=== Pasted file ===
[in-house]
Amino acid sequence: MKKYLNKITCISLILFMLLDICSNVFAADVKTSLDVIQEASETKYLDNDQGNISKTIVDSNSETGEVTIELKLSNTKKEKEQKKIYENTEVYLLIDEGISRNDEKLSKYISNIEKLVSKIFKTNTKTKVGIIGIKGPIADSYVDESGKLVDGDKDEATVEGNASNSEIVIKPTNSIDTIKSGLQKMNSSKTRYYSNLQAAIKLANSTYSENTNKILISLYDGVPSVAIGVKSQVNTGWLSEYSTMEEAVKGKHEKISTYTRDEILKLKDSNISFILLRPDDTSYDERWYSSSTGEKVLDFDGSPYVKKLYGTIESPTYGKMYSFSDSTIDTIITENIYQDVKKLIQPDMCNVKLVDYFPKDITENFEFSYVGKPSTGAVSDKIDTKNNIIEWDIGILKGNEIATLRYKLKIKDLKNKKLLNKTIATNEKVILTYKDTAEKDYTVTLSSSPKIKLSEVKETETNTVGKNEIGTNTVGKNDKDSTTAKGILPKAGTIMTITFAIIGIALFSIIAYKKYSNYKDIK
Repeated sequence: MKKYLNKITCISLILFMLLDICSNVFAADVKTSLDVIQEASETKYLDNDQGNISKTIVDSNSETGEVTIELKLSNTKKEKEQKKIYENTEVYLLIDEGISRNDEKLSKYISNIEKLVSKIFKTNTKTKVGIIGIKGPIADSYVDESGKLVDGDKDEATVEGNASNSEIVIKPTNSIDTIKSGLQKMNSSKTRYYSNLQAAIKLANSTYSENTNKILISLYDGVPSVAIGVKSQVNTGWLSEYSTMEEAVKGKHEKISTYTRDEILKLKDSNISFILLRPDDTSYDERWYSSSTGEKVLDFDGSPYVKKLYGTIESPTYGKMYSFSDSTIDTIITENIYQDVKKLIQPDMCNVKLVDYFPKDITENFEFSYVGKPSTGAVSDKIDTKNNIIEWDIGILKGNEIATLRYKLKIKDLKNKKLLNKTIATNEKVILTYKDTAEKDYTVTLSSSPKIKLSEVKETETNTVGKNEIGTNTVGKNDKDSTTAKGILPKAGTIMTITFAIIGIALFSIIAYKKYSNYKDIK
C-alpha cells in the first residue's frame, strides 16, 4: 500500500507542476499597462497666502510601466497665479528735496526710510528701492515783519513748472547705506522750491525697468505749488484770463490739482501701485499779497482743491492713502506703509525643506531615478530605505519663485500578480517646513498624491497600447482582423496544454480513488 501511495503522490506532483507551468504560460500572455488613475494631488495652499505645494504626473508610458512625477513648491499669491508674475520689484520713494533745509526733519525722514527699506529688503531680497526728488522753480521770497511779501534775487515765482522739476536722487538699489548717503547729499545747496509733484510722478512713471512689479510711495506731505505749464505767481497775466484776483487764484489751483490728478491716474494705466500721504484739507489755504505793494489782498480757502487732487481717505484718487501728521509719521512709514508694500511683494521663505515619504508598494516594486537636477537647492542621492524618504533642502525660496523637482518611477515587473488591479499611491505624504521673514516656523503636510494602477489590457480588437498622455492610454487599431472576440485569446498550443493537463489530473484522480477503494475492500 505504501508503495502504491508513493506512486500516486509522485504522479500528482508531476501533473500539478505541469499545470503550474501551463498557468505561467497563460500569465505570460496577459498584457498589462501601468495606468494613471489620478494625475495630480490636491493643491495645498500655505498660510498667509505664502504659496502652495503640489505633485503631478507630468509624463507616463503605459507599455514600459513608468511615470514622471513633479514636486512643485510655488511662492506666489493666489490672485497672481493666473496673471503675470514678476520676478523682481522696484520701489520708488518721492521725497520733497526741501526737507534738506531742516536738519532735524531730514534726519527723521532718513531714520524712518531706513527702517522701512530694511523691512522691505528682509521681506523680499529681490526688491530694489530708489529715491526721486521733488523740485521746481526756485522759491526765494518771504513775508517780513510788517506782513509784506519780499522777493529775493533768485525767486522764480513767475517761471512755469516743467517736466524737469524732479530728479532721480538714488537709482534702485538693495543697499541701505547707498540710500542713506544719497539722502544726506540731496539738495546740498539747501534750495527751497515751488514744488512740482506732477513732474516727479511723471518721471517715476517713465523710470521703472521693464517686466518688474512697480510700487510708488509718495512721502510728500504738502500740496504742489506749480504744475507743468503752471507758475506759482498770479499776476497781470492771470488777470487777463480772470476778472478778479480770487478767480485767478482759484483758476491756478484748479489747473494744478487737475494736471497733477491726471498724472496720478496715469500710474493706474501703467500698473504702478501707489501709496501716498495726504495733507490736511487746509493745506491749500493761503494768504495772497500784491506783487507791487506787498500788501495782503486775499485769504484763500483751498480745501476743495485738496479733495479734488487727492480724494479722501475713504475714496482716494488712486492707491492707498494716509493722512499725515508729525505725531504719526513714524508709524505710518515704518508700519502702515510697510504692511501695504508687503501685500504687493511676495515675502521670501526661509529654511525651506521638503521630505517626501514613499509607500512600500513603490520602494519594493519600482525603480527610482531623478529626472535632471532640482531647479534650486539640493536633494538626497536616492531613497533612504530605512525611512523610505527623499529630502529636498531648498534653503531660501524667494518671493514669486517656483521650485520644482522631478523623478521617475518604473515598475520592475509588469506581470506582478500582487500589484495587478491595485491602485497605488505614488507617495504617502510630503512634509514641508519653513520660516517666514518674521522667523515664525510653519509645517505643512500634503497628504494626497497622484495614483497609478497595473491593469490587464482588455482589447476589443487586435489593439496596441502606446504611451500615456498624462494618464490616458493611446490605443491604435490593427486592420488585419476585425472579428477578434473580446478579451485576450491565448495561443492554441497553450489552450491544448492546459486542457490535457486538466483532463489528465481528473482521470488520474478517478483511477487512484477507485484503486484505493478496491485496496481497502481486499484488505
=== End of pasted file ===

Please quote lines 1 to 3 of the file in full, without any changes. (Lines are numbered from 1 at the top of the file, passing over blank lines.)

[in-house]
Amino acid sequence: MKKYLNKITCISLILFMLLDICSNVFAADVKTSLDVIQEASETKYLDNDQGNISKTIVDSNSETGEVTIELKLSNTKKEKEQKKIYENTEVYLLIDEGISRNDEKLSKYISNIEKLVSKIFKTNTKTKVGIIGIKGPIADSYVDESGKLVDGDKDEATVEGNASNSEIVIKPTNSIDTIKSGLQKMNSSKTRYYSNLQAAIKLANSTYSENTNKILISLYDGVPSVAIGVKSQVNTGWLSEYSTMEEAVKGKHEKISTYTRDEILKLKDSNISFILLRPDDTSYDERWYSSSTGEKVLDFDGSPYVKKLYGTIESPTYGKMYSFSDSTIDTIITENIYQDVKKLIQPDMCNVKLVDYFPKDITENFEFSYVGKPSTGAVSDKIDTKNNIIEWDIGILKGNEIATLRYKLKIKDLKNKKLLNKTIATNEKVILTYKDTAEKDYTVTLSSSPKIKLSEVKETETNTVGKNEIGTNTVGKNDKDSTTAKGILPKAGTIMTITFAIIGIALFSIIAYKKYSNYKDIK
Repeated sequence: MKKYLNKITCISLILFMLLDICSNVFAADVKTSLDVIQEASETKYLDNDQGNISKTIVDSNSETGEVTIELKLSNTKKEKEQKKIYENTEVYLLIDEGISRNDEKLSKYISNIEKLVSKIFKTNTKTKVGIIGIKGPIADSYVDESGKLVDGDKDEATVEGNASNSEIVIKPTNSIDTIKSGLQKMNSSKTRYYSNLQAAIKLANSTYSENTNKILISLYDGVPSVAIGVKSQVNTGWLSEYSTMEEAVKGKHEKISTYTRDEILKLKDSNISFILLRPDDTSYDERWYSSSTGEKVLDFDGSPYVKKLYGTIESPTYGKMYSFSDSTIDTIITENIYQDVKKLIQPDMCNVKLVDYFPKDITENFEFSYVGKPSTGAVSDKIDTKNNIIEWDIGILKGNEIATLRYKLKIKDLKNKKLLNKTIATNEKVILTYKDTAEKDYTVTLSSSPKIKLSEVKETETNTVGKNEIGTNTVGKNDKDSTTAKGILPKAGTIMTITFAIIGIALFSIIAYKKYSNYKDIK